As part of New London Architecture’s ‘My London’ series in its New London Quarterly magazine, Broadway Malyan director of global design Stephen McGrath explains why he believes Soho is the true beating heart of the capital.
Charing Cross might be the geographical centre of London, but for me the centre is Soho. I was first acquainted with the place almost thirty years ago. Fitzroy Square, where I lived then, was gentrified and quiet. Soho was noisy, gritty and ‘open late’. I thought this was the stuff of proper cities and it suited me. Living in the centre I always travelled on foot. I would visit the Troy Bar in Hanway Street on my way south then, after crossing Oxford Street, I would enter the Soho ‘quarter’ – that heady grid of dense, lower rise streets. It was always night-time in Soho.
Soho is for walking. Today I approach from Centre Point and pass through the Pillars of Hercules gateway into Greek Street. It’s a warm Friday morning and workers are cleaning the streets, preparing for the weekend when Soho plays the conductor in the West End’s urban orchestra. The pavements smell of the previous night’s activities.
I walk north to Soho Square passing the House of Barnabas, a handsome Georgian building from 1744, the brickwork stained heavily by the patina of time. It’s a reminder that charity was and still is part of the heart of this place. Before the NHS, Soho’s old hospitals provided care regardless of rank.
These days there is much talk about gentrifying Soho. It’s being cleaned up, for sure, but gentrification is perhaps an overstatement. It was and remains the stalking ground for all and sundry, including the more ‘shady’ sections of society.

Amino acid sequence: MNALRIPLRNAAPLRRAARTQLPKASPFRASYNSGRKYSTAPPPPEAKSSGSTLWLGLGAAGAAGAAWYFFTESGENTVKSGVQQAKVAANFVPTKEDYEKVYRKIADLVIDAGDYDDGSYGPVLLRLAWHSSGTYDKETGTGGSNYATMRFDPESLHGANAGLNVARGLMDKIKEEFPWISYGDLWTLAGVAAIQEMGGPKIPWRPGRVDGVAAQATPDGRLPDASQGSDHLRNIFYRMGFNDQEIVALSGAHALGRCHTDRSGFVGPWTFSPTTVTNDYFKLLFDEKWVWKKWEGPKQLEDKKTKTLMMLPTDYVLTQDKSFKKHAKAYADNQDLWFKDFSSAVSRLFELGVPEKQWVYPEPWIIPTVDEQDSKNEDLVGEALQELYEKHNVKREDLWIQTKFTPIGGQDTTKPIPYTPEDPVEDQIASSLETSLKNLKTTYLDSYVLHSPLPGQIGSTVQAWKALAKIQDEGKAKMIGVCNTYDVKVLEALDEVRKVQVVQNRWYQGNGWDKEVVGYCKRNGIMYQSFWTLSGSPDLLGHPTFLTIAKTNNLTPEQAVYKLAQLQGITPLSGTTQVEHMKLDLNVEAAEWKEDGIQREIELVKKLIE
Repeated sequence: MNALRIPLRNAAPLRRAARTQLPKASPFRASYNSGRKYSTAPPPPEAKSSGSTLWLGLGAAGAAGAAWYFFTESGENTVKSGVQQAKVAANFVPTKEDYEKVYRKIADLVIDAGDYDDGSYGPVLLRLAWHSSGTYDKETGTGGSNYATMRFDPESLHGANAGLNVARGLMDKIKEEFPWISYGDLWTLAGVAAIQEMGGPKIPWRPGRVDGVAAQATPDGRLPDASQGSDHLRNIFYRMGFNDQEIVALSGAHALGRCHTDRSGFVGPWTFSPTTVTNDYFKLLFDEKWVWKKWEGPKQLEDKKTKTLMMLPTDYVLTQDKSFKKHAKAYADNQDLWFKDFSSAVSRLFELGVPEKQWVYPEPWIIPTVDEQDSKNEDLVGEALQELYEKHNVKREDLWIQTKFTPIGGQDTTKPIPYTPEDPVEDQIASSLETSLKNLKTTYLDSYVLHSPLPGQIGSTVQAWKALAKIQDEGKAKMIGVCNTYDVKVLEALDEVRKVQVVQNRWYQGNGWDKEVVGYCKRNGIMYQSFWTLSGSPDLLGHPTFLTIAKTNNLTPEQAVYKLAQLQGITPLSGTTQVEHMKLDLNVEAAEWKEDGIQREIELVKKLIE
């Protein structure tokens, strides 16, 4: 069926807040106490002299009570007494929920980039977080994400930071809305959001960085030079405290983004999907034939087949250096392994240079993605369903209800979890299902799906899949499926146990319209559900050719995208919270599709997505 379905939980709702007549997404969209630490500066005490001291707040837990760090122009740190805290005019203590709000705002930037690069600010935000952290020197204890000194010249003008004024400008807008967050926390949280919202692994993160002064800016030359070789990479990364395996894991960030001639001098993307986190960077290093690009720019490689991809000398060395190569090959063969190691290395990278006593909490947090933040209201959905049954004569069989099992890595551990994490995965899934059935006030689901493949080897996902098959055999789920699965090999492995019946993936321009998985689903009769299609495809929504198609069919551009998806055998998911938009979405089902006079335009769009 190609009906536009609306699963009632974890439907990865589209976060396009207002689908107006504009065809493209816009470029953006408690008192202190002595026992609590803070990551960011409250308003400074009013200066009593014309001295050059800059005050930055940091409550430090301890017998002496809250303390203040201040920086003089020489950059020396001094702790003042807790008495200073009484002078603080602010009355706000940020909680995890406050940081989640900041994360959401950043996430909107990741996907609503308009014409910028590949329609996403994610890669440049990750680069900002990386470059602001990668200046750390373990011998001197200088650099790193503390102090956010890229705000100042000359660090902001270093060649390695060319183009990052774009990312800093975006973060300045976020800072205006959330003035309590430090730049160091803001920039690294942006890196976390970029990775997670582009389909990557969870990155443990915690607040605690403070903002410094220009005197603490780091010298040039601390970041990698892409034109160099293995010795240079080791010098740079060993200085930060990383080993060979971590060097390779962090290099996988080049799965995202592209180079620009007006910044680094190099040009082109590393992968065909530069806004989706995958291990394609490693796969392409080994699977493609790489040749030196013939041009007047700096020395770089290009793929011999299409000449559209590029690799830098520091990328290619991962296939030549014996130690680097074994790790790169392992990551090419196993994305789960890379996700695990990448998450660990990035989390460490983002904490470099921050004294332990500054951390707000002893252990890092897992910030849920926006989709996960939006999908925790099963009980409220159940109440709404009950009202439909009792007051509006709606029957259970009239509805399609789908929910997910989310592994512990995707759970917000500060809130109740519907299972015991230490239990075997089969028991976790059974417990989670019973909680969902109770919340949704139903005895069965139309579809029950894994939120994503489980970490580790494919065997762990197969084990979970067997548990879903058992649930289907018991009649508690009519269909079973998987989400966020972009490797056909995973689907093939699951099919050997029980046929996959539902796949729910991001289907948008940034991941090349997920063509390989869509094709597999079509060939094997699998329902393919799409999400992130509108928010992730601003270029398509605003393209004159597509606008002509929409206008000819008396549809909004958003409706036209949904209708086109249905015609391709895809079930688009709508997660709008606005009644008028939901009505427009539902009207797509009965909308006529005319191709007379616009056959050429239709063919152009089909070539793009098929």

There is much that hasn’t changed in Soho, and that’s not a bad thing. It has always been a place for café society, an essential social driver for any city. My favourite old-fashioned café, Maison Bertaux, London’s first patisserie, still thrives on lower Greek Street. Here you can watch the street while drinking tea and indulging in the best cakes around.
Bars and restaurants spill onto the streets, dissolving boundaries between pavements and tables. In the early 90’s Bateman Street was a hive of start-up café’s, front rooms filled with second hand settees where one could spend all afternoon fixing the future whilst creating tomorrow’s hangover.
Walking along Dean Street I make a venerable bow to what used to be The Colony Room at number 41 where Francis Bacon would hold fort until the early hours. I stop in Wardour Street to sit at the brass counter in Princi for my second espresso of the day and watch a Big Issue seller in conversation with the owner of a shiny new Porsche.
Numerous clubs abound for all tastes; public, private and definitely secretive. Sadly Madame JoJo’s has closed but Blacks in Dean Street, an old friend of the past, lives on hidden behind its black painted facade. Moving south, Old Compton Street is the hedonistic heartbeat of the place. At night the street becomes a club and romance is in the air!
Soho is the grand daddy of urban chic but mustn’t become complacent. Urban character is precious and Soho still needs to ‘box clever’ through reinvention. What if the Bateman Buildings alleyway were to be a walk-through café, instead of functioning as a night-time toilet? Or do the dark alleyways of old London still play a positive role?
Soho has a rhythm of bricks, windows, and colourful shop fronts. Of grime and graffiti. These, combined with the human characters that are still drawn there create a rich urban palimpsest. Soho is a living ‘sketchbook’ illustrating the life of London. Best not clean it up too much.